Supreme Court Upholds Order to Demolish Illegal Shiva Temple on Yamuna Floodplains

The Supreme Court has approved the demolition of an illegal Shiva Temple situated on the Yamuna floodplains. This decision upholds the May 29 ruling by the Delhi High Court, which had ordered the temple’s demolition. The High Court had argued that the Yamuna riverbed and floodplain should be free from encroachments and illegal constructions, suggesting that Lord Shiva would be happier with a cleaner environment.

A vacation bench of Justices PV Sanjay Kumar and Augustine George Masih addressed the case, confirming that the High Court’s decision was sound and questioning the legitimacy of the petition filed by the Akhada Samiti. Justice Kumar pointed out that having an akhada (a traditional place of wrestling) on floodplains is inappropriate and noted that akhadas are typically associated with Lord Hanuman, not Lord Shiva. The Delhi High Court had emphasized that Lord Shiva does not need the court’s protection, but rather, it is people who seek his protection and blessings. The court dismissed the petitioner’s attempt to involve Lord Shiva directly in the legal matter, labeling it as a tactic to shift the focus of the dispute. The court stated that the real concern is the encroachment on the Yamuna floodplains, and clearing these areas would be more respectful to Lord Shiva. Justice Dharmesh Sharma of the Delhi High Court further noted that just because daily prayers and special events are held at the temple, this does not make it a place of public significance. There was no evidence to prove that the temple was a public entity rather than a private one managed by the petitioner society. Based on these findings, the High Court had granted the Delhi Development Authority (DDA) the right to demolish the unauthorized structure. The petitioner society and its members were instructed not to interfere with the demolition process. Unhappy with the High Court’s ruling, the Akhada Samiti appealed to the Supreme Court, but their appeal was dismissed. The Supreme Court’s decision reinforces the High Court’s stance that removing illegal structures from the Yamuna floodplains is necessary for environmental and legal reasons. In summary, the Supreme Court’s ruling supports the idea that religious sentiments cannot justify illegal constructions, particularly in sensitive environmental areas like the Yamuna floodplains. The focus remains on upholding the law and protecting natural resources, ensuring that encroachments do not harm the environment.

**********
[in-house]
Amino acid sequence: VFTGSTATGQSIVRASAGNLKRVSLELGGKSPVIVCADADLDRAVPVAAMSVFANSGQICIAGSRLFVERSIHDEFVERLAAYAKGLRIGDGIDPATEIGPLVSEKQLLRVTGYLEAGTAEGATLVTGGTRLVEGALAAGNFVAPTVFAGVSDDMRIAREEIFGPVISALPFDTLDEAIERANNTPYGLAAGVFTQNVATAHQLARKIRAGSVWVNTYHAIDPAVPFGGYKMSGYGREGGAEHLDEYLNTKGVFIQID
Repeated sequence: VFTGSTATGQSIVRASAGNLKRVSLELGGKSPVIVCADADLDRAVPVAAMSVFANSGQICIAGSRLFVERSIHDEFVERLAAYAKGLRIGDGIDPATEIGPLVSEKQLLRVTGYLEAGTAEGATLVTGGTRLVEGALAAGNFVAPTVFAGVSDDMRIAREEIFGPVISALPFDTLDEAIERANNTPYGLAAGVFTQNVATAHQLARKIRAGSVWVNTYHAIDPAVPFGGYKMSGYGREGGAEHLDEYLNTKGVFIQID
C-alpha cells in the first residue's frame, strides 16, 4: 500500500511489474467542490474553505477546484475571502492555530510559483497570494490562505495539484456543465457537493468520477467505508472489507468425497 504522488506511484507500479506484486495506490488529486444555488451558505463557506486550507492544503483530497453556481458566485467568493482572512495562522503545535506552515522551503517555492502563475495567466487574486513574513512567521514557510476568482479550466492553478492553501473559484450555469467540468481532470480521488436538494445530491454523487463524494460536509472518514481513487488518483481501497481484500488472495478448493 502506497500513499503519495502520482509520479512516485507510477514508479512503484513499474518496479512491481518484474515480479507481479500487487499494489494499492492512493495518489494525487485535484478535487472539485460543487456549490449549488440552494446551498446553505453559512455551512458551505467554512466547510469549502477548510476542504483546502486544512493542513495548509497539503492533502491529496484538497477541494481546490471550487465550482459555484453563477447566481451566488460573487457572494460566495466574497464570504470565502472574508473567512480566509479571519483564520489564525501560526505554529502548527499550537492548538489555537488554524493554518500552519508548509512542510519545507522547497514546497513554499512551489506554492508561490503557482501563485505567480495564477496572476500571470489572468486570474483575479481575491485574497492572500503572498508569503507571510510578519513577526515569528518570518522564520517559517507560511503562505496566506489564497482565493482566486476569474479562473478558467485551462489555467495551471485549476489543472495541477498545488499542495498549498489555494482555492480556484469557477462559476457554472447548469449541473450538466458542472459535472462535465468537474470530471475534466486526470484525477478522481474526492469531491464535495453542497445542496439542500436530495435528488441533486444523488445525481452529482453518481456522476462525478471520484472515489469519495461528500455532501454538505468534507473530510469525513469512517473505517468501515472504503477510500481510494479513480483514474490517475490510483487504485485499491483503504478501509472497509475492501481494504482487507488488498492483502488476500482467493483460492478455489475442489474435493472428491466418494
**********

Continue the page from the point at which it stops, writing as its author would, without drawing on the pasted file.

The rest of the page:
J&K High Court Orders LCMA Not to Harass Tea Sellers at Dal Lake Floating Market

The Jammu and Kashmir High Court recently directed the Jammu and Kashmir Land Conservation and Management Authority (LCMA) in Srinagar not to harass tea sellers at the Dal Lake floating market, as long as they have valid licenses. This decision came in response to a petition filed by the partners of Zabarwan Tea Stall, who complained that LCMA officials were frequently visiting and disturbing their business.

The High Court’s order was passed by Chief Justice N Kotiswar Singh and Justice Wasim Sadiq Nargal on May 29. The petitioners argued that they were being unnecessarily harassed despite having the required licenses to sell tea at the floating market. They claimed that this harassment was disrupting their business operations.

In their order, the judges emphasized that no obstacles should be placed in the way of anyone running a business legally with the necessary licenses. The Court made it clear that the LCMA officials should not disturb the petitioners’ business if they have a valid license.

The Court’s statement read, “We see no reason why any impediment be created to any person, who is running business after obtaining necessary license.” This means that as long as the tea sellers are following the rules and have the right permits, they should be allowed to operate without any trouble.

However, the High Court also gave the LCMA the authority to check the authenticity of these licenses. If any vendor is found operating without a valid license, the LCMA can take legal action against them. The Court stated, “The respondents-authority would be at liberty to verify the validity or genuineness of the license, if any and to proceed in the matter in accordance with law and if petitioners are found running the business without any valid license or documents, the concerned authority shall be free to proceed in accordance with law.”

Advocate Sajid Ahmad Bhat represented the petitioners, while Advocates Illyas Nazir and Syed Muzaib represented the LCMA.

In summary, the High Court has protected the rights of tea sellers at Dal Lake to operate without harassment, provided they have valid licenses. The LCMA can still check licenses and take action if any vendor is found operating illegally.

NEET UG 2024: Supreme Court Allows Retest for Affected Candidates

The Central government informed the Supreme Court that candidates who received less time during the NEET UG 2024 exam would be allowed to retake the test. If they opt not to retake the exam, their original scores will be kept, but any grace marks given for the time loss will be removed.